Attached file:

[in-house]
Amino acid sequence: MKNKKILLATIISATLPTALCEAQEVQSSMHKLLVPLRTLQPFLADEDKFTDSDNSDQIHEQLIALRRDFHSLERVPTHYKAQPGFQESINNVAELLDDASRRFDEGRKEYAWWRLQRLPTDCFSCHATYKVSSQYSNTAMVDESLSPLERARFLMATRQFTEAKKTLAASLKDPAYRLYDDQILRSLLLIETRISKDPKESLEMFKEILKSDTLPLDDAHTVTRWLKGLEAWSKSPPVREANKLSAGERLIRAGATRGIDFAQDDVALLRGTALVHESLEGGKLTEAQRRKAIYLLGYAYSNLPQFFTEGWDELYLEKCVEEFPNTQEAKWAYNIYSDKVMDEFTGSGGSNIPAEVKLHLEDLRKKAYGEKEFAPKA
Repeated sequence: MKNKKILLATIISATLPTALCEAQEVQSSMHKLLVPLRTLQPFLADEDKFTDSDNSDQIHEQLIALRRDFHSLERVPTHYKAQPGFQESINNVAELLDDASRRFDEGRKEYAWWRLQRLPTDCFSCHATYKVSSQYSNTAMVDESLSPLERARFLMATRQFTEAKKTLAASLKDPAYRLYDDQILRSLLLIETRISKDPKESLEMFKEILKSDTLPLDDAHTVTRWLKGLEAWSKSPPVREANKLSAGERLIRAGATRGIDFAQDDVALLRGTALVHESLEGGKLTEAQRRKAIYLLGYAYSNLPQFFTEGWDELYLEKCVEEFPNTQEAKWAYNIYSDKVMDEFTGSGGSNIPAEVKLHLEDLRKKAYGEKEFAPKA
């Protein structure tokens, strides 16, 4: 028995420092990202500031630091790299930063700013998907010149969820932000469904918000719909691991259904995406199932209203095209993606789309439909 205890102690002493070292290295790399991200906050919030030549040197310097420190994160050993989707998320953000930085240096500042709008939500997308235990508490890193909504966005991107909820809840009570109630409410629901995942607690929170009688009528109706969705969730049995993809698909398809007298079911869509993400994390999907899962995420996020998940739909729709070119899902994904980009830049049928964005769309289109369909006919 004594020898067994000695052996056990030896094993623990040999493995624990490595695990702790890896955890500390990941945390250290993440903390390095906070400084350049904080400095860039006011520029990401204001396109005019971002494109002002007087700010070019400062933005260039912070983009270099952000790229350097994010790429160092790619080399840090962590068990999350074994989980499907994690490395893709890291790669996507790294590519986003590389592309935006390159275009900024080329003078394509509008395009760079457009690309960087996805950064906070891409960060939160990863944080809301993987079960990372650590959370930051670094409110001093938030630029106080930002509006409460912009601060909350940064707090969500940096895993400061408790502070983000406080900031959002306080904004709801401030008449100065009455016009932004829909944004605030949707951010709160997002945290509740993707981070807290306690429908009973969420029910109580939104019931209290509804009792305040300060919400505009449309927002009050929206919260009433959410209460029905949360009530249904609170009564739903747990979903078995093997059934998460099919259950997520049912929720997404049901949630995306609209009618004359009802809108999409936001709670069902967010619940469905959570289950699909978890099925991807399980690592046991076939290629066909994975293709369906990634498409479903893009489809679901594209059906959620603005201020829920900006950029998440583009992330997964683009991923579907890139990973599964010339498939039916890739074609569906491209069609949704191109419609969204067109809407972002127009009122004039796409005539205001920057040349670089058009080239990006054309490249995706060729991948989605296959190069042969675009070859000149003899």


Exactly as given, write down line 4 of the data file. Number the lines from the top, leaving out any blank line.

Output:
């Protein structure tokens, strides 16, 4: 028995420092990202500031630091790299930063700013998907010149969820932000469904918000719909691991259904995406199932209203095209993606789309439909 205890102690002493070292290295790399991200906050919030030549040197310097420190994160050993989707998320953000930085240096500042709008939500997308235990508490890193909504966005991107909820809840009570109630409410629901995942607690929170009688009528109706969705969730049995993809698909398809007298079911869509993400994390999907899962995420996020998940739909729709070119899902994904980009830049049928964005769309289109369909006919 004594020898067994000695052996056990030896094993623990040999493995624990490595695990702790890896955890500390990941945390250290993440903390390095906070400084350049904080400095860039006011520029990401204001396109005019971002494109002002007087700010070019400062933005260039912070983009270099952000790229350097994010790429160092790619080399840090962590068990999350074994989980499907994690490395893709890291790669996507790294590519986003590389592309935006390159275009900024080329003078394509509008395009760079457009690309960087996805950064906070891409960060939160990863944080809301993987079960990372650590959370930051670094409110001093938030630029106080930002509006409460912009601060909350940064707090969500940096895993400061408790502070983000406080900031959002306080904004709801401030008449100065009455016009932004829909944004605030949707951010709160997002945290509740993707981070807290306690429908009973969420029910109580939104019931209290509804009792305040300060919400505009449309927002009050929206919260009433959410209460029905949360009530249904609170009564739903747990979903078995093997059934998460099919259950997520049912929720997404049901949630995306609209009618004359009802809108999409936001709670069902967010619940469905959570289950699909978890099925991807399980690592046991076939290629066909994975293709369906990634498409479903893009489809679901594209059906959620603005201020829920900006950029998440583009992330997964683009991923579907890139990973599964010339498939039916890739074609569906491209069609949704191109419609969204067109809407972002127009009122004039796409005539205001920057040349670089058009080239990006054309490249995706060729991948989605296959190069042969675009070859000149003899």